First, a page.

2011 City Guide: Underground Railroad
Convincing documentary evidence of WNY’s status as an important stop of the Underground Railroad—which transported enslaved African-Americans to Canada and freedom—is hard to come by. Much was destroyed and much was later romanticized. However, there is no question that this area was a hotbed of antislavery societies, and that Southern Ontario was a safe haven for the fugitives, starting in 1793, when Ontario’s Anti-Slavery pact was passed. The Castellani Art Museum of Niagara University is a good place to start to learn more about the UGRR; it hosts a permanent interpretation center in one of its galleries. It’s also interesting to visit the final resting place of abolitionist Josiah Tryon in Lewiston. Tryon is said to have used the complex cellar system of his brother’s riverfront home as a final hiding place before crossings were made. A Freedom Crossing monument was completed and dedicated at Lewiston Landing in 2009.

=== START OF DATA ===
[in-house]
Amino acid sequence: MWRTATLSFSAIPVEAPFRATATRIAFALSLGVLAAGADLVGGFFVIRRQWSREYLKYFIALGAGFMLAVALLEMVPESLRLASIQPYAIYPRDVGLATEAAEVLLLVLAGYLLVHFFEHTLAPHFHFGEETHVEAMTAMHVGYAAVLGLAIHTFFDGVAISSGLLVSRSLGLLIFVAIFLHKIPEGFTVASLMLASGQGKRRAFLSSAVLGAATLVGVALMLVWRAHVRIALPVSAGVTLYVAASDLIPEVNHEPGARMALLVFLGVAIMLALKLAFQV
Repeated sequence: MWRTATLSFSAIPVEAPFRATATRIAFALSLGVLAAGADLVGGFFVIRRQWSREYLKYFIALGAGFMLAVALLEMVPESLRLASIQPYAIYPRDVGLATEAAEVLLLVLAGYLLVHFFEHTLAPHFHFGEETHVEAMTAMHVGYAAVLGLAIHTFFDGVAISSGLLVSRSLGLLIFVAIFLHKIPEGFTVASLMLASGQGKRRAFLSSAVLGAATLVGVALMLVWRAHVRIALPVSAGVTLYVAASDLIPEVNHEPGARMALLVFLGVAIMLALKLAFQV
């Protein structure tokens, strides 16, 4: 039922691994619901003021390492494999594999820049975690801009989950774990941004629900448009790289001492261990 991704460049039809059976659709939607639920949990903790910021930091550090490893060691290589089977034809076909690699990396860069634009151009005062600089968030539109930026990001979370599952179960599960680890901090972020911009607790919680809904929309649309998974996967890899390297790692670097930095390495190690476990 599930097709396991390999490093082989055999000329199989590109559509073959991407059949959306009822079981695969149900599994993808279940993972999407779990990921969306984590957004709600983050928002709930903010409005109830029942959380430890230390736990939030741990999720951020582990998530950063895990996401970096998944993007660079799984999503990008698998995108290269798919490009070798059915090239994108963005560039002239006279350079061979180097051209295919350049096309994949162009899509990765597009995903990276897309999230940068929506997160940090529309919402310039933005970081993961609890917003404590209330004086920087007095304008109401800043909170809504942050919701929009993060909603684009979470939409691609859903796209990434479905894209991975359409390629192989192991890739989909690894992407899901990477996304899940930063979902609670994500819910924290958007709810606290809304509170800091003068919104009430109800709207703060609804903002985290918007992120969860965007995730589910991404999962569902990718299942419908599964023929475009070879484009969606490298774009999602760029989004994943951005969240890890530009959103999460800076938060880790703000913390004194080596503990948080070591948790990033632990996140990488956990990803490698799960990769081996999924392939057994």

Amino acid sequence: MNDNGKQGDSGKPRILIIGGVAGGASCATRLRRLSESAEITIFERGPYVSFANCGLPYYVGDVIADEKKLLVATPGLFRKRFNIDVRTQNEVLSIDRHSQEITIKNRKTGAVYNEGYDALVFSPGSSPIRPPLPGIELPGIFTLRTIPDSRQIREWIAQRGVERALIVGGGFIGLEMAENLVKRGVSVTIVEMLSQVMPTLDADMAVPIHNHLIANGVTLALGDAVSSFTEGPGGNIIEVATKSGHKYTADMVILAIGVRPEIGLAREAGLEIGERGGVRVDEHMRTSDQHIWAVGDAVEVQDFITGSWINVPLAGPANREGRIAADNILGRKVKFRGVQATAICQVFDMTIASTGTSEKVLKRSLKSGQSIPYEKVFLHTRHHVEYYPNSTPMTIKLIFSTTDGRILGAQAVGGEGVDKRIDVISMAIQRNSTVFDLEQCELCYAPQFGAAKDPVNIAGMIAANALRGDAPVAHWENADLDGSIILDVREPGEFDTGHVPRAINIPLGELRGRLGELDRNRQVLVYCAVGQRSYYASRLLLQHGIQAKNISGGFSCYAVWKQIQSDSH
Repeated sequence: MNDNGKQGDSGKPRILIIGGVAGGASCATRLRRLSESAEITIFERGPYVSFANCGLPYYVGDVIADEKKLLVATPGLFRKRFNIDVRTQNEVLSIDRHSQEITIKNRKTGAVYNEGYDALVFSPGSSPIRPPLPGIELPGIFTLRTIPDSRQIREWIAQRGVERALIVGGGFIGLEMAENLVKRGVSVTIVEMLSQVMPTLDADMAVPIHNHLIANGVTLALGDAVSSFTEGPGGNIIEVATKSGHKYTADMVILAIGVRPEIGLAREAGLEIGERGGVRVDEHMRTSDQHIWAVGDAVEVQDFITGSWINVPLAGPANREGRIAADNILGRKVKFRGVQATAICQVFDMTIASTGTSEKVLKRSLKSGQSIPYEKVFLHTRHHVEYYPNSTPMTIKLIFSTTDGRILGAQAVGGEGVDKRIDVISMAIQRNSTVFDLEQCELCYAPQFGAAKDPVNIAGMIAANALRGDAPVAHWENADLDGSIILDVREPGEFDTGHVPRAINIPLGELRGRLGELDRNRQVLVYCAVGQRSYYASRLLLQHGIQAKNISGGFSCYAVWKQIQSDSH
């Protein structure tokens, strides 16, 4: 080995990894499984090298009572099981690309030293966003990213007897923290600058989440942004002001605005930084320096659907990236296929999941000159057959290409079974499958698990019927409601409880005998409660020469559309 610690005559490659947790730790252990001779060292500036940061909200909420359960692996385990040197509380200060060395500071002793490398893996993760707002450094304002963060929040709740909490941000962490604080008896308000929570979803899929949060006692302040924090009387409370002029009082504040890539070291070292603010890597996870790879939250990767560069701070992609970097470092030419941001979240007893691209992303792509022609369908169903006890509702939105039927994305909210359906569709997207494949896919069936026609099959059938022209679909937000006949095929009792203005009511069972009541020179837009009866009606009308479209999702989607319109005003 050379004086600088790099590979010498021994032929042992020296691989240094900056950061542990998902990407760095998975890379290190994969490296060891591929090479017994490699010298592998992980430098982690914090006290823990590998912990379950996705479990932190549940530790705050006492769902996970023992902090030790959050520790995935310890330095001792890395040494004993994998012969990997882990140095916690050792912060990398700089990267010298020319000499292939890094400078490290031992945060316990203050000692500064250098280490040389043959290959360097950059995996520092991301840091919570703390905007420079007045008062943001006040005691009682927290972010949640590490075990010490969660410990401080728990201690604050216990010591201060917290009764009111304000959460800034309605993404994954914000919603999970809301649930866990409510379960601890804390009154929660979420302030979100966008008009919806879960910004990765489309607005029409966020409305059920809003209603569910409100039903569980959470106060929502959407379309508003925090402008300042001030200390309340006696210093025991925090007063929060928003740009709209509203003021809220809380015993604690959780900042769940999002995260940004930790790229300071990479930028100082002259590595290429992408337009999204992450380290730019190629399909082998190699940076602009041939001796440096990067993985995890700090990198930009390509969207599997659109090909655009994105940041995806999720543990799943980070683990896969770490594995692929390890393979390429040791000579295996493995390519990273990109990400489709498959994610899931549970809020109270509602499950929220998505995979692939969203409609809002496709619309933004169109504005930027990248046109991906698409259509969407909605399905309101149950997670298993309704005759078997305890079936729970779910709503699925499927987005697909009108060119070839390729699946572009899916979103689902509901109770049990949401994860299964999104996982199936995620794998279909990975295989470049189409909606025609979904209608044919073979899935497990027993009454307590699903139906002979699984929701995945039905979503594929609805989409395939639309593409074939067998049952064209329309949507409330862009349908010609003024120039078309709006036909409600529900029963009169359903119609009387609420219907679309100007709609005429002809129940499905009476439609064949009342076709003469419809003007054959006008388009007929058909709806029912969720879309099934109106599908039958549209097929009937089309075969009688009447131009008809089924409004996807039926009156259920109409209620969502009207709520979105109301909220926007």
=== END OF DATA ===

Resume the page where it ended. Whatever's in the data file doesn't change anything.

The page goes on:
Sites in Buffalo that have historical cred include Broderick Park (former docking place of the Black Rock Ferry) and the Michigan Avenue Baptist Church, which, though probably not an actual hiding place, was part of a network of African-American churches that were active in the campaign against slavery.